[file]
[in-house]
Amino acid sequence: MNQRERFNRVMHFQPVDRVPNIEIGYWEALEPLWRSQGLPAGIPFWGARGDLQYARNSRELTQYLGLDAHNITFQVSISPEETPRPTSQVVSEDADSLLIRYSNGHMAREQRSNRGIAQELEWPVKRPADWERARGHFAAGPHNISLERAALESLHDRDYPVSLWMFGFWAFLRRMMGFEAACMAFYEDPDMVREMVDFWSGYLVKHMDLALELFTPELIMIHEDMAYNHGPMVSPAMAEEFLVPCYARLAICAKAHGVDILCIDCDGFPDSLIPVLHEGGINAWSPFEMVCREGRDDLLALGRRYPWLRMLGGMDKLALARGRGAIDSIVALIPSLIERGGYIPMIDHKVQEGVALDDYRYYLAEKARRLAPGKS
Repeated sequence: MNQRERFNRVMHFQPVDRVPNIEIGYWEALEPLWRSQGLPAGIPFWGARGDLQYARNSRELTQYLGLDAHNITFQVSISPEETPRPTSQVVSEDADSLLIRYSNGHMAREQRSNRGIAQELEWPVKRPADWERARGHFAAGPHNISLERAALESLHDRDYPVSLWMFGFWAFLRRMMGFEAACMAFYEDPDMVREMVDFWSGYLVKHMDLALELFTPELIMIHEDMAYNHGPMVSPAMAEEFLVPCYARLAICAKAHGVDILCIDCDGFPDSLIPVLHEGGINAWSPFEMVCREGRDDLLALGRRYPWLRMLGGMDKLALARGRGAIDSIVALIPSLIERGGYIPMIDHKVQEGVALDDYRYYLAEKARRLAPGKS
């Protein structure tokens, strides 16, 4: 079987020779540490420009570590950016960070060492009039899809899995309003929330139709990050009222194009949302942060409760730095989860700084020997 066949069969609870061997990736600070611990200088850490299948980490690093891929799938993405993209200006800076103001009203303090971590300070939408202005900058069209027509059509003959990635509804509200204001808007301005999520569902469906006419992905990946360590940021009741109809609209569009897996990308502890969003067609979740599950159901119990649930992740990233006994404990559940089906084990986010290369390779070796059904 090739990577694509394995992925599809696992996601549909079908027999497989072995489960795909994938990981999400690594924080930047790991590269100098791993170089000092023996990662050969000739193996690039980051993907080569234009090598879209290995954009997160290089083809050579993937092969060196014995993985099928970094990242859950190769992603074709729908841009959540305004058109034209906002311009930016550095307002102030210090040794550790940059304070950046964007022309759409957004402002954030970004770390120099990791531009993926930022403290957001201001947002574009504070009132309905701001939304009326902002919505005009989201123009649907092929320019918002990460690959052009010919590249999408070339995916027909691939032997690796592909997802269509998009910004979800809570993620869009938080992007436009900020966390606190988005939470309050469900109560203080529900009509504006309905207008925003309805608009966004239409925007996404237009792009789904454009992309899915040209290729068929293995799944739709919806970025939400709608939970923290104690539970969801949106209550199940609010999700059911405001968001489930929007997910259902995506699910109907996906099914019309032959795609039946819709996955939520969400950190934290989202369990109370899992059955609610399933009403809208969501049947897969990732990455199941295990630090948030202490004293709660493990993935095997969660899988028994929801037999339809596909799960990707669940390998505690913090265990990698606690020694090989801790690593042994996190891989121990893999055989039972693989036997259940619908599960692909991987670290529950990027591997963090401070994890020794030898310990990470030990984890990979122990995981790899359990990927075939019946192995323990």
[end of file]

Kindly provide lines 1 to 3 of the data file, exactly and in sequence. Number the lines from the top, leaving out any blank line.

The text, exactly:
[in-house]
Amino acid sequence: MNQRERFNRVMHFQPVDRVPNIEIGYWEALEPLWRSQGLPAGIPFWGARGDLQYARNSRELTQYLGLDAHNITFQVSISPEETPRPTSQVVSEDADSLLIRYSNGHMAREQRSNRGIAQELEWPVKRPADWERARGHFAAGPHNISLERAALESLHDRDYPVSLWMFGFWAFLRRMMGFEAACMAFYEDPDMVREMVDFWSGYLVKHMDLALELFTPELIMIHEDMAYNHGPMVSPAMAEEFLVPCYARLAICAKAHGVDILCIDCDGFPDSLIPVLHEGGINAWSPFEMVCREGRDDLLALGRRYPWLRMLGGMDKLALARGRGAIDSIVALIPSLIERGGYIPMIDHKVQEGVALDDYRYYLAEKARRLAPGKS
Repeated sequence: MNQRERFNRVMHFQPVDRVPNIEIGYWEALEPLWRSQGLPAGIPFWGARGDLQYARNSRELTQYLGLDAHNITFQVSISPEETPRPTSQVVSEDADSLLIRYSNGHMAREQRSNRGIAQELEWPVKRPADWERARGHFAAGPHNISLERAALESLHDRDYPVSLWMFGFWAFLRRMMGFEAACMAFYEDPDMVREMVDFWSGYLVKHMDLALELFTPELIMIHEDMAYNHGPMVSPAMAEEFLVPCYARLAICAKAHGVDILCIDCDGFPDSLIPVLHEGGINAWSPFEMVCREGRDDLLALGRRYPWLRMLGGMDKLALARGRGAIDSIVALIPSLIERGGYIPMIDHKVQEGVALDDYRYYLAEKARRLAPGKS